It’s easy to say that complacency is the enemy of progress but it is far harder to stop taking glory for granted, especially when you have long worked with a lineup that you trust. Sane, as it turns out, was left out of the Germany squad for the 2018 World Cup, a decision that looked questionable at the time and fatally conservative in hindsight. Zinedine Zidane’s Real Madrid are of course famous for being the first team in the UEFA Champions League era not only to retain the trophy, but to win it three years running; they are also striking for the speed of their disintegration, with their best forward of late being left-back Marcelo. This is partly because like Germany at this World Cup and Spain at the World Cup before, they have seemingly achieved the most dangerous thing in professional football: job satisfaction.
Roy Keane, the captain during Manchester United’s seemingly unending procession of victory, confessed that he had only really enjoyed his career in retrospect, so consumed was he with the business of winning. Yet Madrid’s starters, for the time being at least, have apparently had their fill. The warning signs were there — poor form in the league suggested a team lacking consistent intensity — and once Cristiano Ronaldo departed along with his steady supply of match-winning goals, the cycle of success was well and truly over.
The most successful clubs and managers, at least as far as finances will allow them, have a thirst for renewal. In 1996, Sir Alex Ferguson, just two years after winning both the league and domestic cup with Manchester United, won both trophies again having changed half of his starting XI; he famously released Paul Ince, Mark Hughes and Andrei Kanchelskis, three of his best senior players, just before the start of that season.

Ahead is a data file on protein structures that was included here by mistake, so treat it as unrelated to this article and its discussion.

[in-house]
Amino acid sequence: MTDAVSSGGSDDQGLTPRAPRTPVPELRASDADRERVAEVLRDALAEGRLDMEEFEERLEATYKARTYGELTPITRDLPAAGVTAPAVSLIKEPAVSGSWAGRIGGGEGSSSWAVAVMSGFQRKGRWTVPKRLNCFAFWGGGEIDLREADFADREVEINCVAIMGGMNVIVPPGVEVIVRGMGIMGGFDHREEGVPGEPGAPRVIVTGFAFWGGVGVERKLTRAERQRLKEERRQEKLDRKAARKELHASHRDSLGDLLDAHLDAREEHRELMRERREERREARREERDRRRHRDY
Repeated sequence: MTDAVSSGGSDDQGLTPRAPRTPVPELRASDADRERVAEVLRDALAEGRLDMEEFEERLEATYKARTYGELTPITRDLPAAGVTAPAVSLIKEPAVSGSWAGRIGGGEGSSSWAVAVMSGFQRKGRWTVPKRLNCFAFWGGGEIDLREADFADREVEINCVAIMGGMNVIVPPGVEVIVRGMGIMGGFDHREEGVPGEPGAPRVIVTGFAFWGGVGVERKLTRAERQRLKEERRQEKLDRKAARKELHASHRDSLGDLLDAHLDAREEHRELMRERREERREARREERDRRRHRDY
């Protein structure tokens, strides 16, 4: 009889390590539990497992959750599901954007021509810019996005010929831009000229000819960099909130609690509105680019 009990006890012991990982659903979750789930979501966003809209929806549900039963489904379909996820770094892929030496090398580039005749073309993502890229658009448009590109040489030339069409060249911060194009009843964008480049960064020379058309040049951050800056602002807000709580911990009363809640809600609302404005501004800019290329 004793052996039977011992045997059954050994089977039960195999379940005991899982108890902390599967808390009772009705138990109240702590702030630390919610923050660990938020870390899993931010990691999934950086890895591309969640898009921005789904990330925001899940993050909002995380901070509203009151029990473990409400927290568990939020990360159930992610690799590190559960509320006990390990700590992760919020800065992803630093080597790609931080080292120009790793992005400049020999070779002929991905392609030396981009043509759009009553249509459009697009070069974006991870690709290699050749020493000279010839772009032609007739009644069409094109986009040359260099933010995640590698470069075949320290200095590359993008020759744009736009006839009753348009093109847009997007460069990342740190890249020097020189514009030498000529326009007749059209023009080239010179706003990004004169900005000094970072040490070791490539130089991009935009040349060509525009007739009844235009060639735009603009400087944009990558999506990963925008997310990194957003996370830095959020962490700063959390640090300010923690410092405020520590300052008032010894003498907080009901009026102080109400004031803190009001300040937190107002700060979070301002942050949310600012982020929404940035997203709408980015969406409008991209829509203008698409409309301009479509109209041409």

Ferguson was a master not only at bringing through talent, but at making the short-term deals to galvanise a squad. Witness, for example, his loan signing of Henrik Larsson for two months during the 2006-07 season, during which the veteran Swede played a brief but vital role in helping United overcome Chelsea during a close title race. Look, too, at Ferguson’s sensational purchase of Robin van Persie from Arsenal in the summer of 2012, which saw the Dutchman lead United to the league championship in the very next campaign.